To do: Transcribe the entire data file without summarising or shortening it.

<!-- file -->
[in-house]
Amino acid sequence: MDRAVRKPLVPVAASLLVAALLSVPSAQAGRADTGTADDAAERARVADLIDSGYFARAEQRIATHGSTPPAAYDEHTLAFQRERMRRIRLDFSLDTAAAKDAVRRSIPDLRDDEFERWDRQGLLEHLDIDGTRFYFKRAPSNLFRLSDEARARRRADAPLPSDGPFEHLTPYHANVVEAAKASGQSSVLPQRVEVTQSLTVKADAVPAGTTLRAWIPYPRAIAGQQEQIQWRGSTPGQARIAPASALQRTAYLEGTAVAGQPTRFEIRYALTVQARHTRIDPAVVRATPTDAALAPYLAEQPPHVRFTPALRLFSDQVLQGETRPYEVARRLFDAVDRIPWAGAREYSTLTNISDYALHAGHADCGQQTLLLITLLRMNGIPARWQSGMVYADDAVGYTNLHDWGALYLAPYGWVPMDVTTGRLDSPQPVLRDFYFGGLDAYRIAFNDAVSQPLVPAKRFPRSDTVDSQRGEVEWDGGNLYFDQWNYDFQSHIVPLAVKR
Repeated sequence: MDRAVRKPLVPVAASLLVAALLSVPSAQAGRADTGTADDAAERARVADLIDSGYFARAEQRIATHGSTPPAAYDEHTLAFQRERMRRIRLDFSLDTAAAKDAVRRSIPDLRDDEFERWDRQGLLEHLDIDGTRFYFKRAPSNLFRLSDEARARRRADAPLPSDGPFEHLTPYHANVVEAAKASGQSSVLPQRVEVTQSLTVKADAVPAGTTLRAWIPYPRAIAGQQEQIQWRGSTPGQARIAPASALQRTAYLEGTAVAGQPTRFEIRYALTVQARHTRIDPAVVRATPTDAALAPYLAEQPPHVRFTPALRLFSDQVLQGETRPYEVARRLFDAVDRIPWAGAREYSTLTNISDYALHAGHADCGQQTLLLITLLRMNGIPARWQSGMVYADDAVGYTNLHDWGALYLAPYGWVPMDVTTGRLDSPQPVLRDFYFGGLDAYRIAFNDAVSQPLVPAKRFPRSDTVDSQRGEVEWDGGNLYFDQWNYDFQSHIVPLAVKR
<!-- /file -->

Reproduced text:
[in-house]
Amino acid sequence: MDRAVRKPLVPVAASLLVAALLSVPSAQAGRADTGTADDAAERARVADLIDSGYFARAEQRIATHGSTPPAAYDEHTLAFQRERMRRIRLDFSLDTAAAKDAVRRSIPDLRDDEFERWDRQGLLEHLDIDGTRFYFKRAPSNLFRLSDEARARRRADAPLPSDGPFEHLTPYHANVVEAAKASGQSSVLPQRVEVTQSLTVKADAVPAGTTLRAWIPYPRAIAGQQEQIQWRGSTPGQARIAPASALQRTAYLEGTAVAGQPTRFEIRYALTVQARHTRIDPAVVRATPTDAALAPYLAEQPPHVRFTPALRLFSDQVLQGETRPYEVARRLFDAVDRIPWAGAREYSTLTNISDYALHAGHADCGQQTLLLITLLRMNGIPARWQSGMVYADDAVGYTNLHDWGALYLAPYGWVPMDVTTGRLDSPQPVLRDFYFGGLDAYRIAFNDAVSQPLVPAKRFPRSDTVDSQRGEVEWDGGNLYFDQWNYDFQSHIVPLAVKR
Repeated sequence: MDRAVRKPLVPVAASLLVAALLSVPSAQAGRADTGTADDAAERARVADLIDSGYFARAEQRIATHGSTPPAAYDEHTLAFQRERMRRIRLDFSLDTAAAKDAVRRSIPDLRDDEFERWDRQGLLEHLDIDGTRFYFKRAPSNLFRLSDEARARRRADAPLPSDGPFEHLTPYHANVVEAAKASGQSSVLPQRVEVTQSLTVKADAVPAGTTLRAWIPYPRAIAGQQEQIQWRGSTPGQARIAPASALQRTAYLEGTAVAGQPTRFEIRYALTVQARHTRIDPAVVRATPTDAALAPYLAEQPPHVRFTPALRLFSDQVLQGETRPYEVARRLFDAVDRIPWAGAREYSTLTNISDYALHAGHADCGQQTLLLITLLRMNGIPARWQSGMVYADDAVGYTNLHDWGALYLAPYGWVPMDVTTGRLDSPQPVLRDFYFGGLDAYRIAFNDAVSQPLVPAKRFPRSDTVDSQRGEVEWDGGNLYFDQWNYDFQSHIVPLAVKR